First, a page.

by Renata Opoczynski, Assistant Dean for Student Success Assessment and Strategic Initiatives

It’s an exciting time at MSU as we start to think about the implementation of the strategic plan! Last week the Provost Office had a Strategic Plan Implementation Summit to begin thinking about how we would move forward with implementation.  At the last Campus Student Success Group meeting, half of the participants said that their unit has already started to move toward implementing the strategic plan and the other half said their leader had encouraged them to read it and that they would be meeting soon to begin discussing implementation. People are eager to engage and think about how the strategic plan can guide our work.

Yet, we need to also recognize the context and environment we are implementing the strategic plan within. Folks are tired from 20 months of the COVID pandemic and related struggles. Many offices are still understaffed, and people are working the equivalent of multiples roles. I firmly believe that if we want to be successful in the implementation of our strategic plan, we need to recognize how our faculty and staff are currently feeling and move forward in the implementation with their experiences at the core of the work. With this in mind, I have been thinking about how we move our student success work forward in the current environment. Asking already exhausted folks to take on even more work strains my ethics, so I want to be intentional in what work we engage in and how we engage in that work. To that end, we have used the following principles to guide how we plan to move forward.


Slow down

First and foremost, we are slowing down. If we normally budgeted 1 month for benchmarking, we are extending that timeline to 3 months.  We recognize that asking folks to take on additional duties adds to the "overwhelmed" feeling, so we want to be mindful to make the tasks and requests reasonable (an hour or two a week). This goes double when reaching out to folks at different campuses. If it is a lot to ask our own staff to add to their plate, it is even more to ask of a colleague at another institution.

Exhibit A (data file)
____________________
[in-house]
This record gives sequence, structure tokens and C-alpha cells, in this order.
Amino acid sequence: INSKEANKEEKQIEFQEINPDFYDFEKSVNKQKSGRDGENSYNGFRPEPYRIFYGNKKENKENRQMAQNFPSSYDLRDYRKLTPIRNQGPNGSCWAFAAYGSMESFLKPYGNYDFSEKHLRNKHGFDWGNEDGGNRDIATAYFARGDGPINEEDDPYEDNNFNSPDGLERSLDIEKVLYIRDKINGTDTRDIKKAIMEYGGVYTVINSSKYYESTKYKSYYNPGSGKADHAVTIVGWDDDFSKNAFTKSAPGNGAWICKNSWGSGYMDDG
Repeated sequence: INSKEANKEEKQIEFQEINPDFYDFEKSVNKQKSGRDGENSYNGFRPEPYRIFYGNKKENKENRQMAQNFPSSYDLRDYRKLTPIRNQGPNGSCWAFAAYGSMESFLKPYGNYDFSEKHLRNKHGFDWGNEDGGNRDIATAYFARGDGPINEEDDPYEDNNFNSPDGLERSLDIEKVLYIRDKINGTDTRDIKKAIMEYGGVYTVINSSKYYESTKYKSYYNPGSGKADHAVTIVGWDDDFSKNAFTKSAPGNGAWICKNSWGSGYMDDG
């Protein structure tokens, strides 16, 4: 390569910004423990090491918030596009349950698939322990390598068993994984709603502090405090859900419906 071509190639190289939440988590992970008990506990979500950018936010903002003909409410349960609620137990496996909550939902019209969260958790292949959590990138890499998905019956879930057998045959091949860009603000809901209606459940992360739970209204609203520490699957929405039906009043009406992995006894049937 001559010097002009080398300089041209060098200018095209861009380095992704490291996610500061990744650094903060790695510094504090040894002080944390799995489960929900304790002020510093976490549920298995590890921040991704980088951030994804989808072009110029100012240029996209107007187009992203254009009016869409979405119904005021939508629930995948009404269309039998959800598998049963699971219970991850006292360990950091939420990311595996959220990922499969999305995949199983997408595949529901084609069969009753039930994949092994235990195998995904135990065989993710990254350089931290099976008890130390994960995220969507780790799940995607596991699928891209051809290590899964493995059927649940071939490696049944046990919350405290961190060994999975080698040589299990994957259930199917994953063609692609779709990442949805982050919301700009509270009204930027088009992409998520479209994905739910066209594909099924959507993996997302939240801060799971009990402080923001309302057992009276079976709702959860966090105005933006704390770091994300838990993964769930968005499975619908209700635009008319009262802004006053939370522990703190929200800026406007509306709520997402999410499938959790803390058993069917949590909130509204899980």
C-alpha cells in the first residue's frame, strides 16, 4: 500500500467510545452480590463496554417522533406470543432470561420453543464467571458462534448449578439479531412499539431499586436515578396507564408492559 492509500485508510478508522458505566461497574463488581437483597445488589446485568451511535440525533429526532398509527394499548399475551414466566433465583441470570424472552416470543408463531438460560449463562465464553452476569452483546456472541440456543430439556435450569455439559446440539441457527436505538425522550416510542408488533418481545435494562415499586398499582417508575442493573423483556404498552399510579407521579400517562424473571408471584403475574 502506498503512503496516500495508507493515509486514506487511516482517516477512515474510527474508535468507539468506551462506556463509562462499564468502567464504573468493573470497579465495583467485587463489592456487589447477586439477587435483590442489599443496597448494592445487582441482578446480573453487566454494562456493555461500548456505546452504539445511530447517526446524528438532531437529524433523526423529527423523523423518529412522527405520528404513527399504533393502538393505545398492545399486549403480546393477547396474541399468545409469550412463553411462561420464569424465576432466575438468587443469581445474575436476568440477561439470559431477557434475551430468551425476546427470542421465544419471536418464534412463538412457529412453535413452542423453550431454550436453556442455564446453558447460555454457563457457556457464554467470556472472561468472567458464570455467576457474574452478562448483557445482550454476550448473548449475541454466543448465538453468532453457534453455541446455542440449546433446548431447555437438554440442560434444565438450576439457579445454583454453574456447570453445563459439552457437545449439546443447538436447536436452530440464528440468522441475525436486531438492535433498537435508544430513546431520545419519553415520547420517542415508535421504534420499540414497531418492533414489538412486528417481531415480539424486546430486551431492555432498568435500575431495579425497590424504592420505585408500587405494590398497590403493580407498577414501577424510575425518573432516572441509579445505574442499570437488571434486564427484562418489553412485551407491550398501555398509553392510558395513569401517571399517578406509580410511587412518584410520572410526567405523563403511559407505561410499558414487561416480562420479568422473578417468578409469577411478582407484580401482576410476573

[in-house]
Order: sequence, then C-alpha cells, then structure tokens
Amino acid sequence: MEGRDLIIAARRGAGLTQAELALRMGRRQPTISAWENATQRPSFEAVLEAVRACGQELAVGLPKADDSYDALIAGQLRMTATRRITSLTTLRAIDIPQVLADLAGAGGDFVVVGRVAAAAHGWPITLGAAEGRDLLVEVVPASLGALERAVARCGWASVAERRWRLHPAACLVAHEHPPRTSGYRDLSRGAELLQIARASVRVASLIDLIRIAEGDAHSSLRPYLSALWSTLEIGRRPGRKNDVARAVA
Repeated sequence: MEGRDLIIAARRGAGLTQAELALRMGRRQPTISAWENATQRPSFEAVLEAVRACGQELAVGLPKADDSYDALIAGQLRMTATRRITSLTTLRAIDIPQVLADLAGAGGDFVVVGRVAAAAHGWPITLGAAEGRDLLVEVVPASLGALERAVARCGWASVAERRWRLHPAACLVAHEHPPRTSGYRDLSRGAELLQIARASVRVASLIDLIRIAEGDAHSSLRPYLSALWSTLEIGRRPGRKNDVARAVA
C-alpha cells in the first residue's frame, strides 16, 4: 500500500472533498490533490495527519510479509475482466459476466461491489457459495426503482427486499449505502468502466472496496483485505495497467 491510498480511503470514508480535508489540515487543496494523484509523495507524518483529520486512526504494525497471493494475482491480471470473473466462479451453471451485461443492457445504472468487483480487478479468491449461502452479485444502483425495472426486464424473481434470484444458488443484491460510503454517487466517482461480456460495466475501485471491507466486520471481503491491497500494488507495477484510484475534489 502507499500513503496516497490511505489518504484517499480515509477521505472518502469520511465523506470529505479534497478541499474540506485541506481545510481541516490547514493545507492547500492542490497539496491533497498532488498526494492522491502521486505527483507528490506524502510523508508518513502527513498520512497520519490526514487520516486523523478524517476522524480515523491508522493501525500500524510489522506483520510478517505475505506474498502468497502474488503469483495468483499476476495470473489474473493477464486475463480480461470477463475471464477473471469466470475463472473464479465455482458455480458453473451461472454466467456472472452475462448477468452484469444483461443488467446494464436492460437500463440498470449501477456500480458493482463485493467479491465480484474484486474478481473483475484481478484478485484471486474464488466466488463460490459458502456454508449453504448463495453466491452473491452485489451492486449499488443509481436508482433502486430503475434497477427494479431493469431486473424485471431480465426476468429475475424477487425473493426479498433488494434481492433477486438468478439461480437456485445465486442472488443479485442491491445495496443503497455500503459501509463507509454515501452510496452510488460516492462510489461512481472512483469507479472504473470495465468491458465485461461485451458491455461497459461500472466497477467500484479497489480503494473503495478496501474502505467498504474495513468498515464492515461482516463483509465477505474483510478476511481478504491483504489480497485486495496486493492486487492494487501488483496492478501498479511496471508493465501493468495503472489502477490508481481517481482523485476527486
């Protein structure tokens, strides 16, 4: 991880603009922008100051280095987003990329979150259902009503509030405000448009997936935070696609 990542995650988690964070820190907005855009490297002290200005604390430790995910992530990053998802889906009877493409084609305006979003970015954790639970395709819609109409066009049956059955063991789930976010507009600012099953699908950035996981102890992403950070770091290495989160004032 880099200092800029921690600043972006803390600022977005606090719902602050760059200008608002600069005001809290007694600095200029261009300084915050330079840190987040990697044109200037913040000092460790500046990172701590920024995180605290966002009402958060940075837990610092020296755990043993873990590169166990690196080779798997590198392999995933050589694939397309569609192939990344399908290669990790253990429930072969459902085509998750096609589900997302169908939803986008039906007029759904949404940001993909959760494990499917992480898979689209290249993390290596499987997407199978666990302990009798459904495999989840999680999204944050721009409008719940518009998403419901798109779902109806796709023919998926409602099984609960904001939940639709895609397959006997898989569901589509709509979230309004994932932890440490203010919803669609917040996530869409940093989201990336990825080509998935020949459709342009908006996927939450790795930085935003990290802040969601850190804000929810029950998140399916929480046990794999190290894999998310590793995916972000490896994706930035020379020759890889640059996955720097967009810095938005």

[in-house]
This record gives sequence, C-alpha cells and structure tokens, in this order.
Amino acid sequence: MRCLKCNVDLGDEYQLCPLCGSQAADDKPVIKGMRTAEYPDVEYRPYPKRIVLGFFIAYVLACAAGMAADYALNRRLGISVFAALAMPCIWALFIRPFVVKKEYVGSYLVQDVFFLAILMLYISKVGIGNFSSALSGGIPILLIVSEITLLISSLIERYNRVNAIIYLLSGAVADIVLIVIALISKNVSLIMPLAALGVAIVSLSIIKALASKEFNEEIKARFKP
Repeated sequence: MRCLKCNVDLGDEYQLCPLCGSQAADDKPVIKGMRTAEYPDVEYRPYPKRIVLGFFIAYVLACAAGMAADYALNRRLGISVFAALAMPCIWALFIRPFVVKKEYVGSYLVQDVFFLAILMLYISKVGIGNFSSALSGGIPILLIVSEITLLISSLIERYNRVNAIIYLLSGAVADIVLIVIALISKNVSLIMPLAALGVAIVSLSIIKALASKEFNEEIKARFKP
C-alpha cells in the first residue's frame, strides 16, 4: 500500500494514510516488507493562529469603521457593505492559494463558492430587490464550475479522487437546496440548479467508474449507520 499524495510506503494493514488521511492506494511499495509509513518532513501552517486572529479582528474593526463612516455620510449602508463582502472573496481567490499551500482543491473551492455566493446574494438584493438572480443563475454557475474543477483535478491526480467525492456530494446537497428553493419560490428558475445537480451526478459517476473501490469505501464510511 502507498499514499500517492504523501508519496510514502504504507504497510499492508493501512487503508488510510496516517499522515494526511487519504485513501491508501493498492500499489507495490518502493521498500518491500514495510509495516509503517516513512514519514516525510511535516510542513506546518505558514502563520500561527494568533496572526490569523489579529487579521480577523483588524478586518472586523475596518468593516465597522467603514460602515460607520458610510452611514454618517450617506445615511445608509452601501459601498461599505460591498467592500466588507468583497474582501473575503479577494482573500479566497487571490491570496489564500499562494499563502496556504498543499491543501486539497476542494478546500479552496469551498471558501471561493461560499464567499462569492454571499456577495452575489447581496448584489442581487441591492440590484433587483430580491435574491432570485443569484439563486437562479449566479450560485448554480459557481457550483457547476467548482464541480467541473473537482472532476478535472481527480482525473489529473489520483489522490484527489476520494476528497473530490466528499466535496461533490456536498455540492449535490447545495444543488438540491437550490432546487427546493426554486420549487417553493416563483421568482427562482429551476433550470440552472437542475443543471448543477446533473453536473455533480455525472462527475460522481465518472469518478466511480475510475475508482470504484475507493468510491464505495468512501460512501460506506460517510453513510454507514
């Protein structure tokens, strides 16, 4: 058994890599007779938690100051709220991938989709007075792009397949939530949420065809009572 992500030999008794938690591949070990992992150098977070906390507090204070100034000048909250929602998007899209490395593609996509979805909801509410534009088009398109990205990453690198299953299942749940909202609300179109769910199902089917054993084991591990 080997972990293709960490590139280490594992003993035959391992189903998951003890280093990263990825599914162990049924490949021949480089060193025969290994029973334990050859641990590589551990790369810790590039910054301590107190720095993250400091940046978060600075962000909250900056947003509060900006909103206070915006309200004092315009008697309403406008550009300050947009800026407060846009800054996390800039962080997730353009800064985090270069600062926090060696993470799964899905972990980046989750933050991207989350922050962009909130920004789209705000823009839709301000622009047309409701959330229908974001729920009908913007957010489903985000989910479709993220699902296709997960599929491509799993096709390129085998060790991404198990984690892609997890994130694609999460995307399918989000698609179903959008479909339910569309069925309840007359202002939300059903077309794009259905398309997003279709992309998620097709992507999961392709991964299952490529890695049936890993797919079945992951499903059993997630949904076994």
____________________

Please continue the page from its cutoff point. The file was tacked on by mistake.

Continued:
Increasing numbers

We are expanding the number of folks we invite to workgroups. While we normally try to keep project groups small and nimble, we recognize that this means that everyone on the group must frequently engage in large amounts of work. Instead, we are trying to spread the work around to larger groups so that no-one feels overwhelmed by the work that needs to be done. We are also encouraging doubling up, where units have two representatives connected to the work (often one as primary and one as secondary) so that if one person gets overwhelmed there is another person fully up to speed who can step in and engage. We have also been intentional for all our projects and workstreams to have co-leads for this same reason.  We have heard (and I have personally experienced) the benefit this provides of not feeling like you are dropping the ball because when you need to step back there is a co-lead there to step in.


Shifting work teams

Similarly, we are shifting away from the idea of one project team that engages in all aspects of the project throughout the year or two the project is active. Instead, we are focusing on smaller work teams that engage in a specific workstream or project subpart and when the work of their focus area is done, they shift off the active work of the project as well. They will remain engaged in the Teams Channel and informational updates, but their role will shift to a lesser time commitment of staying informed instead of actively doing. We will still have a few folks that engage throughout the project’s life cycle, but most participants will move on and off the project as needed. 


Strategic Doing

We have been fighting against the slow pace of change in higher education for years with design thinking and design sprints but have recently also started to use "strategic doing." This way of working helps teams make big changes in small amounts of time by making the way we work more intentional and strategic. Strategic doing helps us be intentional in who is engaged in the work and aware that their time commitment is limited to an hour or two a week.  I hope that this is an amount of time that most of us can still manage to find in our overwhelmed and busy calendars.

I am hopeful that these principles help the folks we ask to engage in strategic student success work feel able to commit and that the work does not lead to feelings of frustration or being overwhelmed. I want all my colleagues who engage with us in this work to feel valued, appreciated for what they contribute, and that their time was well spent in improving MSU for our students.

What else could we be doing to make sure we can begin the work of the student success focus area of the strategic plan while being mindful of what our faculty and staff are experiencing and feeling? I am eager to hear your suggestions.